Words. They swirl in my brain, flow from my fingers (sometimes, most of the time, I'm digging for them), float up from a page. Where would we be without them? How would we communicate? What if you couldn't speak or write your needs, desires, frustrations for just an hour? I cannot begin to imagine, and frankly I don't want to.
"Sticks and stones may break my bones but words will never hurt me." We've all recited that little piece of crap, haven't we? In my life, words have always inflicted the worst wounds, left the worst scars. I wish I could say I've never inflicted wounds with my own words, but lying to yourself is the worst sin. I've learned the hard way to guard my tongue, swallow words that might cause pain to another. Holding my tongue is damn hard. I've worked with the public for 22 years now, and I'm pretty good at politically correct speech, but I still find myself biting my tongue, trying desperately to find a better way to word something, or say nothing at all.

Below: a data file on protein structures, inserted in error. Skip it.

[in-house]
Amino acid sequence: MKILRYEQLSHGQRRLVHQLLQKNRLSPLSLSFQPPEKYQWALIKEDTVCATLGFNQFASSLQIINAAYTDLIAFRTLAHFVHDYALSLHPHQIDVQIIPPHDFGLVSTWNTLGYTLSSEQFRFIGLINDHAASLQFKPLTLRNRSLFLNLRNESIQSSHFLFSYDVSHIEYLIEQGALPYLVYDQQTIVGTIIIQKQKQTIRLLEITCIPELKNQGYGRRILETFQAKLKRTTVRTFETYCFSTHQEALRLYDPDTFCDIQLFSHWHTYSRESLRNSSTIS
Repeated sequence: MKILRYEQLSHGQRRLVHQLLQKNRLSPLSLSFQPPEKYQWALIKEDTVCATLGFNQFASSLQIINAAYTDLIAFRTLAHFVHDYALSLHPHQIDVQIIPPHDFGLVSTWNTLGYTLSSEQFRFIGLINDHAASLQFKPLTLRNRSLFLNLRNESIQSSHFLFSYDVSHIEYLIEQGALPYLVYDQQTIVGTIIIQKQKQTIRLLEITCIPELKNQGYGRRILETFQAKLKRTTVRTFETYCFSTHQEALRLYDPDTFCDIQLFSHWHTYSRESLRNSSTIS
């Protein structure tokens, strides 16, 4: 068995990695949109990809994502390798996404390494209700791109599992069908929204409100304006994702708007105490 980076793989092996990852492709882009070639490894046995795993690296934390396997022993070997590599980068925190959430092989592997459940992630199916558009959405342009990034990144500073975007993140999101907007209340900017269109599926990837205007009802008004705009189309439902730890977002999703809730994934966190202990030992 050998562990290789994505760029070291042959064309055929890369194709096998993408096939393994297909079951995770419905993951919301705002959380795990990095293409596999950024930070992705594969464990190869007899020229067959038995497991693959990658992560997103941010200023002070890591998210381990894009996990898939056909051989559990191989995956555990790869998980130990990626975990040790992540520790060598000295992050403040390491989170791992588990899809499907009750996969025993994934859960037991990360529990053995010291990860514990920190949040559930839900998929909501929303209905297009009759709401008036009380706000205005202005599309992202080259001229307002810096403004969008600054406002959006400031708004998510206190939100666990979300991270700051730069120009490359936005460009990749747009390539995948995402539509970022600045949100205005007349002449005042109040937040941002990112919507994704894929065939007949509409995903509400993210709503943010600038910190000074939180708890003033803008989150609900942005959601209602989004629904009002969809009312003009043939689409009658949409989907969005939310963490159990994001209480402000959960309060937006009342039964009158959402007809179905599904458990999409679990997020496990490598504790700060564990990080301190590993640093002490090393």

Lately, I worry I've spent so much time censoring myself that I've actually damaged by ability to write. What used to come so easily is now hard work that leaves me close to tears some nights. I can close my eyes, visualize the scene, and there is a missing connection between my brain and my fingers. In the time I used to be able to write a chapter I'm lucky if I can get a couple of paragraphs. And it pisses me off. Which in turn makes the writing just that much harder.
This is the stuff that I think about during the day, while I'm working. The power of something as simple as a word, from a loved one, friend, or even complete stranger. How it can be the pivot that sends you soaring or plummeting. We are truly fragile creatures, mentally and emotionally. Words are both the most dangerous weapon and the medicine we cannot live without.